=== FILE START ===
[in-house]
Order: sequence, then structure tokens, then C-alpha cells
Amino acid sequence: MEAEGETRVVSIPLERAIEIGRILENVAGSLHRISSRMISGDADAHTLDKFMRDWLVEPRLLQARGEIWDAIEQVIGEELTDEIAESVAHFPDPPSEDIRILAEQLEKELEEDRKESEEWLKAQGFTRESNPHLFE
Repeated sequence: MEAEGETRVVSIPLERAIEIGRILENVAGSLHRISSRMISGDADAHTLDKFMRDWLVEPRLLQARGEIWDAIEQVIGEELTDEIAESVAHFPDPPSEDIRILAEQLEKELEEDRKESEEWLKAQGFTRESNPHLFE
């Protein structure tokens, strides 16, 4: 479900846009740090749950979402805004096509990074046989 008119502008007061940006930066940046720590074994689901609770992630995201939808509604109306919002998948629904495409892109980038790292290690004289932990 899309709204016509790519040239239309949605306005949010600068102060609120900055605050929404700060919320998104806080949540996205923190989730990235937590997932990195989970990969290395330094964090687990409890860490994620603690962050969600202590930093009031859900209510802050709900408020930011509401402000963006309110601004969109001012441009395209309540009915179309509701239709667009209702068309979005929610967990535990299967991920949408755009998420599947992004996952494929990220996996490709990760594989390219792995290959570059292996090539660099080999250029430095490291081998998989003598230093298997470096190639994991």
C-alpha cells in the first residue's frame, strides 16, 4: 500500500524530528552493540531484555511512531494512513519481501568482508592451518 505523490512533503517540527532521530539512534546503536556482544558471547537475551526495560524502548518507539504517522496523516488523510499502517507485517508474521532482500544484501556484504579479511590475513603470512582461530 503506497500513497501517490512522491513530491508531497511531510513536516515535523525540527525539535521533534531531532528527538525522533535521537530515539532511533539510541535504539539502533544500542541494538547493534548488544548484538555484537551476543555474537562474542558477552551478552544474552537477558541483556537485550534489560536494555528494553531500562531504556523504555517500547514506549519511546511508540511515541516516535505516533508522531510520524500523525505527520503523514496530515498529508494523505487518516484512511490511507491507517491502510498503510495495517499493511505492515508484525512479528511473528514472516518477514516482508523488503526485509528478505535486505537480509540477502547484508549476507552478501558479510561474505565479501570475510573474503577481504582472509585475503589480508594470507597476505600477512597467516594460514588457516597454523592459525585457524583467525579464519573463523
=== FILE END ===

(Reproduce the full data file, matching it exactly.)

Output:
[in-house]
Order: sequence, then structure tokens, then C-alpha cells
Amino acid sequence: MEAEGETRVVSIPLERAIEIGRILENVAGSLHRISSRMISGDADAHTLDKFMRDWLVEPRLLQARGEIWDAIEQVIGEELTDEIAESVAHFPDPPSEDIRILAEQLEKELEEDRKESEEWLKAQGFTRESNPHLFE
Repeated sequence: MEAEGETRVVSIPLERAIEIGRILENVAGSLHRISSRMISGDADAHTLDKFMRDWLVEPRLLQARGEIWDAIEQVIGEELTDEIAESVAHFPDPPSEDIRILAEQLEKELEEDRKESEEWLKAQGFTRESNPHLFE
């Protein structure tokens, strides 16, 4: 479900846009740090749950979402805004096509990074046989 008119502008007061940006930066940046720590074994689901609770992630995201939808509604109306919002998948629904495409892109980038790292290690004289932990 899309709204016509790519040239239309949605306005949010600068102060609120900055605050929404700060919320998104806080949540996205923190989730990235937590997932990195989970990969290395330094964090687990409890860490994620603690962050969600202590930093009031859900209510802050709900408020930011509401402000963006309110601004969109001012441009395209309540009915179309509701239709667009209702068309979005929610967990535990299967991920949408755009998420599947992004996952494929990220996996490709990760594989390219792995290959570059292996090539660099080999250029430095490291081998998989003598230093298997470096190639994991």
C-alpha cells in the first residue's frame, strides 16, 4: 500500500524530528552493540531484555511512531494512513519481501568482508592451518 505523490512533503517540527532521530539512534546503536556482544558471547537475551526495560524502548518507539504517522496523516488523510499502517507485517508474521532482500544484501556484504579479511590475513603470512582461530 503506497500513497501517490512522491513530491508531497511531510513536516515535523525540527525539535521533534531531532528527538525522533535521537530515539532511533539510541535504539539502533544500542541494538547493534548488544548484538555484537551476543555474537562474542558477552551478552544474552537477558541483556537485550534489560536494555528494553531500562531504556523504555517500547514506549519511546511508540511515541516516535505516533508522531510520524500523525505527520503523514496530515498529508494523505487518516484512511490511507491507517491502510498503510495495517499493511505492515508484525512479528511473528514472516518477514516482508523488503526485509528478505535486505537480509540477502547484508549476507552478501558479510561474505565479501570475510573474503577481504582472509585475503589480508594470507597476505600477512597467516594460514588457516597454523592459525585457524583467525579464519573463523